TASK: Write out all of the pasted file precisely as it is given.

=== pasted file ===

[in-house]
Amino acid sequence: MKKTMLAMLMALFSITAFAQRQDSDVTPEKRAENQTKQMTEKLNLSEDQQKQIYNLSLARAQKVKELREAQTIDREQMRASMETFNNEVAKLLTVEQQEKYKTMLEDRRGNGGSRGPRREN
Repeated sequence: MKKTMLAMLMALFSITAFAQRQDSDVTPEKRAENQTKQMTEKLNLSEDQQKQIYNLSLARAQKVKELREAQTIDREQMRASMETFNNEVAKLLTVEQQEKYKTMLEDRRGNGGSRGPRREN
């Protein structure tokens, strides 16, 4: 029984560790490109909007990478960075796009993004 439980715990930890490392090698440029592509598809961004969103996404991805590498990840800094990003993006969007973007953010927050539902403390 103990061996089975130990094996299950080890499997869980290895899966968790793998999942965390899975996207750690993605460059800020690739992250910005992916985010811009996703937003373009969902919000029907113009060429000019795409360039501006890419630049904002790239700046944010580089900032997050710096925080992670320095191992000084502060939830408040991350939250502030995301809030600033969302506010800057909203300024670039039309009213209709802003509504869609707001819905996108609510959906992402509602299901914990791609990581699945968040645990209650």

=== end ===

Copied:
[in-house]
Amino acid sequence: MKKTMLAMLMALFSITAFAQRQDSDVTPEKRAENQTKQMTEKLNLSEDQQKQIYNLSLARAQKVKELREAQTIDREQMRASMETFNNEVAKLLTVEQQEKYKTMLEDRRGNGGSRGPRREN
Repeated sequence: MKKTMLAMLMALFSITAFAQRQDSDVTPEKRAENQTKQMTEKLNLSEDQQKQIYNLSLARAQKVKELREAQTIDREQMRASMETFNNEVAKLLTVEQQEKYKTMLEDRRGNGGSRGPRREN
């Protein structure tokens, strides 16, 4: 029984560790490109909007990478960075796009993004 439980715990930890490392090698440029592509598809961004969103996404991805590498990840800094990003993006969007973007953010927050539902403390 103990061996089975130990094996299950080890499997869980290895899966968790793998999942965390899975996207750690993605460059800020690739992250910005992916985010811009996703937003373009969902919000029907113009060429000019795409360039501006890419630049904002790239700046944010580089900032997050710096925080992670320095191992000084502060939830408040991350939250502030995301809030600033969302506010800057909203300024670039039309009213209709802003509504869609707001819905996108609510959906992402509602299901914990791609990581699945968040645990209650």